Some great stuff on the turntable today, a compilation of sub-Saharan garage from the era where American fifties rock and sixties punk, along with British invasion sounds, began to filter out of the radios of white colonizers and out into greater Africa. There's little information on these bands, and the sounds vary greatly from songs almost indistinguishable from their northern hemisphere counterparts to crazy fusions of local rhythms and patois with off-kilter surf and psych. Twenty three songs, and not a dud among them. This is in the same league as the mighty Nuggets and Back From the Grave comps, but almost from another planet.
No Money No Honey

Monday, April 18, 2011

Corpsickle - Zombie

After an unexplained absence of three days I return to you with only this disgusting zombie metal record as commiseration. Really quite foul and perverted, this one, full of splattery sounds and lapses in taste. What a weekend...
Undead Transvestite Rising

Thursday, April 14, 2011

Trouble - The Skull

Patience, little ones! I must exit the Swamp forthwith, but earlier today I found a copy of this seminal doom masterpiece on the cheap and I've just listened to it twice in a row. I know this blog thing is frequently full of rushed excuses and lazy half-explanation, especially lately, but your humble narrator has been unreliable from the beginning, so let's not get too upset, eh? This album ought to throw your own individual flaws into sharp relief, helpfully deflecting all criticism away from me.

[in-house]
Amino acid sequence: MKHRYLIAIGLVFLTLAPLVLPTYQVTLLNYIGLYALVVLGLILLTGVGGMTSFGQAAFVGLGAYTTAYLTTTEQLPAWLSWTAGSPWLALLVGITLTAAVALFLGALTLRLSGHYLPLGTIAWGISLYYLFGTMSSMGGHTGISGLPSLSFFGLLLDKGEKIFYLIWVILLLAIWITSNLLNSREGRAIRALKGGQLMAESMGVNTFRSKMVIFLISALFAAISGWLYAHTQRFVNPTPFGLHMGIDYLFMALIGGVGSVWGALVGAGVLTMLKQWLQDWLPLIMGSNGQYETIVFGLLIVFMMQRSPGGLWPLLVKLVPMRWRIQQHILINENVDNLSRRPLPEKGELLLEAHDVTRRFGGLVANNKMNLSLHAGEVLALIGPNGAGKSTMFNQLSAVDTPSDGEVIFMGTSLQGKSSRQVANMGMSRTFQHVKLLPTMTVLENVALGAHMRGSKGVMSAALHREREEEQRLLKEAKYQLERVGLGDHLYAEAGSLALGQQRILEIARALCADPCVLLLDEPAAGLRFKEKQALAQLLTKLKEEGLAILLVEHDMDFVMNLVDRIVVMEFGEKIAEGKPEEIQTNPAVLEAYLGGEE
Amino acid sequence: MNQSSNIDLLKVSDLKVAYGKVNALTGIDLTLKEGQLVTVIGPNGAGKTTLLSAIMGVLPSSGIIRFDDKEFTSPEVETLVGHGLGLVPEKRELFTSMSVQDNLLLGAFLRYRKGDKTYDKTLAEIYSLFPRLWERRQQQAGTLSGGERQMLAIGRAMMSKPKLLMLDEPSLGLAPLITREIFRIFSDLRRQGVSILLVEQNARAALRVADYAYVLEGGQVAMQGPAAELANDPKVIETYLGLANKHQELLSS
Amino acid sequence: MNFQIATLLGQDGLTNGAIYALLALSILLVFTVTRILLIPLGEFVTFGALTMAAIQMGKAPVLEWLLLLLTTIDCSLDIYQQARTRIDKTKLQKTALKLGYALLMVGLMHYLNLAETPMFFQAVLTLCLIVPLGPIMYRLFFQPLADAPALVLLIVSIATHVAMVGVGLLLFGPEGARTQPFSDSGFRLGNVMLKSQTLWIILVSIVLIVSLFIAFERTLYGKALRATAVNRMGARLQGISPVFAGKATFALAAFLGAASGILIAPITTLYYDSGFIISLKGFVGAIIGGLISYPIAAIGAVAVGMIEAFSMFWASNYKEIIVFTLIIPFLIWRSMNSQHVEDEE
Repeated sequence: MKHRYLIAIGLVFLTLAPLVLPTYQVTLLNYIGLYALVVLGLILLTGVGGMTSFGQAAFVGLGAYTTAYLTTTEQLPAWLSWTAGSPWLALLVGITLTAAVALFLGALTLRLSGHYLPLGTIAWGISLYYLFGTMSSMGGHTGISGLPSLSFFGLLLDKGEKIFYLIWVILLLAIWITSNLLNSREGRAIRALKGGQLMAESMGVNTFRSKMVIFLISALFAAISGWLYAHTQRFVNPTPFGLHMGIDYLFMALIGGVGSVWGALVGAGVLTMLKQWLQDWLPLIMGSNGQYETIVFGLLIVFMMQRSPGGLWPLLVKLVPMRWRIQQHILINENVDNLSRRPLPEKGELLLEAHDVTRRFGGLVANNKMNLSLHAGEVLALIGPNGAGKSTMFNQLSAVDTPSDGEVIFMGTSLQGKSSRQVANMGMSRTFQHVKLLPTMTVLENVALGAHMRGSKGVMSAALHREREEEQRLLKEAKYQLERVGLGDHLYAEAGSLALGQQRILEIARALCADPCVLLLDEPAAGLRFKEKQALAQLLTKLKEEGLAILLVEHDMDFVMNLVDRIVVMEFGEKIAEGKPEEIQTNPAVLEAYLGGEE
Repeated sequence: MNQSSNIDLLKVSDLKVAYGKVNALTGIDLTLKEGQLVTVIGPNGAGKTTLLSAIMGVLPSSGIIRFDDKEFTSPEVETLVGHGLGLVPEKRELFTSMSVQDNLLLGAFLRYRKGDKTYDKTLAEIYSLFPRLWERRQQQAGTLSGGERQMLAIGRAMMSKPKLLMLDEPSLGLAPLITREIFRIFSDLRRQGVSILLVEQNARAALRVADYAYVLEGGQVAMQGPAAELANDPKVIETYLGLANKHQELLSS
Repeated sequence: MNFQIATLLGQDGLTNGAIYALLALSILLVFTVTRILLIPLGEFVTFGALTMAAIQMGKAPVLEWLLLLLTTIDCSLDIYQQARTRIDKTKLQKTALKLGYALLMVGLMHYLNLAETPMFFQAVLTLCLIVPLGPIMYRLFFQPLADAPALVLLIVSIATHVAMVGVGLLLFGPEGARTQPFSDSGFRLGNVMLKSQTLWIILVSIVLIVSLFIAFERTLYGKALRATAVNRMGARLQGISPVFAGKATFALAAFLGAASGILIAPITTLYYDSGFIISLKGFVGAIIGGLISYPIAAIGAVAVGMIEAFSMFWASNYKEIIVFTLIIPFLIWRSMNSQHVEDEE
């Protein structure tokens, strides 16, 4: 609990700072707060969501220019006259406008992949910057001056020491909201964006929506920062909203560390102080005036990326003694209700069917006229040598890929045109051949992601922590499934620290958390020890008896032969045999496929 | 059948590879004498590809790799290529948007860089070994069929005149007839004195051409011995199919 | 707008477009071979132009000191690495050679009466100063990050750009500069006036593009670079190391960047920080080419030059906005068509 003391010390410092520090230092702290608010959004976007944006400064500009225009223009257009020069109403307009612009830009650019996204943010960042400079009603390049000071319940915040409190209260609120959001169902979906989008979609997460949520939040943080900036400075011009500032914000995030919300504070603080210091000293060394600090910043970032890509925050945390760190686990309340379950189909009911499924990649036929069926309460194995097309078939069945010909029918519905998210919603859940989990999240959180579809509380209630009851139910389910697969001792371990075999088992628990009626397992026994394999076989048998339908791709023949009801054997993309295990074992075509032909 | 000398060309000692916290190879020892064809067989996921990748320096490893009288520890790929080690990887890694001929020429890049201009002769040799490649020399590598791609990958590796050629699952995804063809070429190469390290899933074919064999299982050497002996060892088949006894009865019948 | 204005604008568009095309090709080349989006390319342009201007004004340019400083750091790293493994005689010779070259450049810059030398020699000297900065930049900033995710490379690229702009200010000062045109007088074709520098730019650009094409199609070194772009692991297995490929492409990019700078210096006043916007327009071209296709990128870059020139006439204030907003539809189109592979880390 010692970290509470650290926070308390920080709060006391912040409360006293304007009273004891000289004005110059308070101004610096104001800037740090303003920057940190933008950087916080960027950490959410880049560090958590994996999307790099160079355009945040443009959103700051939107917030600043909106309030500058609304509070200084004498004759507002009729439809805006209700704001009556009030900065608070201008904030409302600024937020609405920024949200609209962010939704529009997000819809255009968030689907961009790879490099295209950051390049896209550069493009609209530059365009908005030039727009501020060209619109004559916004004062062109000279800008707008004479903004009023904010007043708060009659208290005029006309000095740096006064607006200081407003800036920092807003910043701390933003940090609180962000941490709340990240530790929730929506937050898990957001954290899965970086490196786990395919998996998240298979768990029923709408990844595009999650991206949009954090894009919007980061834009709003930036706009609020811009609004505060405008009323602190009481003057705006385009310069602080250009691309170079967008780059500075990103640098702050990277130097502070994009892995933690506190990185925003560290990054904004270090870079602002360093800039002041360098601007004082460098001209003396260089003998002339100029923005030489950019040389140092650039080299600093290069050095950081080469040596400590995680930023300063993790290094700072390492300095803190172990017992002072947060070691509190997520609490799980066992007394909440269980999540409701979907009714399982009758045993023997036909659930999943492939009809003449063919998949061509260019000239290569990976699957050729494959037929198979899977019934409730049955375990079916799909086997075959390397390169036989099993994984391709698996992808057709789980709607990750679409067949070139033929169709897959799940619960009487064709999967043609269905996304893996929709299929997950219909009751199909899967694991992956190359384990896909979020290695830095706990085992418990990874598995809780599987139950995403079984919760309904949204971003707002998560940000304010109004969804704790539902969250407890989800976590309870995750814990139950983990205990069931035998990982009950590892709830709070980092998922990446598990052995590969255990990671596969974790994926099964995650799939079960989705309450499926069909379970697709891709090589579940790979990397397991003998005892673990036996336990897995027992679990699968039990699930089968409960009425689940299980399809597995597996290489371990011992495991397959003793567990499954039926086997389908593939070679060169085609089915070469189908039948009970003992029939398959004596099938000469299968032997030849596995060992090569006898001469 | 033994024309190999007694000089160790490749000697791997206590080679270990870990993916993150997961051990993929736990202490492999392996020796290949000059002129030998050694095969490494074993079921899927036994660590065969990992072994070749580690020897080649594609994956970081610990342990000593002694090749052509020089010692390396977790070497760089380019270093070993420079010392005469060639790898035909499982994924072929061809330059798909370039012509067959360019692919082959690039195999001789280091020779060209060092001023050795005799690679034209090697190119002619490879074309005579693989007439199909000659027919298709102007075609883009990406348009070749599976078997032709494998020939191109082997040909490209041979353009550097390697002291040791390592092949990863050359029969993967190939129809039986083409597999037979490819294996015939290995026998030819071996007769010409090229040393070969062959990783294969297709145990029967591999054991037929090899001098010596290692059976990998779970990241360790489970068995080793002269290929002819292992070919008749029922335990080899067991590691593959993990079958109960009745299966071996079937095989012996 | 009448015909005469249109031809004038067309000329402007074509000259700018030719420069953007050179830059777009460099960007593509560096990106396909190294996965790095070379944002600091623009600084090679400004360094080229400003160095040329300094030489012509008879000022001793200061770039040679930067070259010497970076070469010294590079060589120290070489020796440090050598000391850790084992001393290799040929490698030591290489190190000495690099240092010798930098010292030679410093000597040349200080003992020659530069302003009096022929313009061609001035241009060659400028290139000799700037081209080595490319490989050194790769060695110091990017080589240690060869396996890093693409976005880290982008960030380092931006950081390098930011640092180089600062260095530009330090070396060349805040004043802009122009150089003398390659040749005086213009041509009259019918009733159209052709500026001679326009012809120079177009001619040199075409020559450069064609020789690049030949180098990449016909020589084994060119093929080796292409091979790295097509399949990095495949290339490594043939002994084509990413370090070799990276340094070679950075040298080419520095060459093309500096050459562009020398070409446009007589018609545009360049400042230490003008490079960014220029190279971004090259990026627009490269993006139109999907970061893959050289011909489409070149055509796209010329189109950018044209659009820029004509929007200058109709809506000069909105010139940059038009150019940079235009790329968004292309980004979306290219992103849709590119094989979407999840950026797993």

The Truth Is, What Is

Wednesday, April 13, 2011

Dark Tranquillity - Skydancer

I don't have much time tonight and, not coincidentally, little to say about this excellent album except that it may be the first true example of the "Gothenburg sound" made famous by At the Gates and In Flames. Dark Tranquility didn't quite reach the level of fame as those bands, but this classic clearly places them at the forefront of the genre they helped to create. The slightly goofy lyrics add a touch of humor and absurdity to a formula usually dominated by angst and self-seriousness, helping this album maintain distinction among Dark Tranquility's otherwise more stoic catalog.
A bolt of blazing gold

Monday, April 11, 2011

Dynamite Masters Blues Quartet - The Essential Sounds From The Far East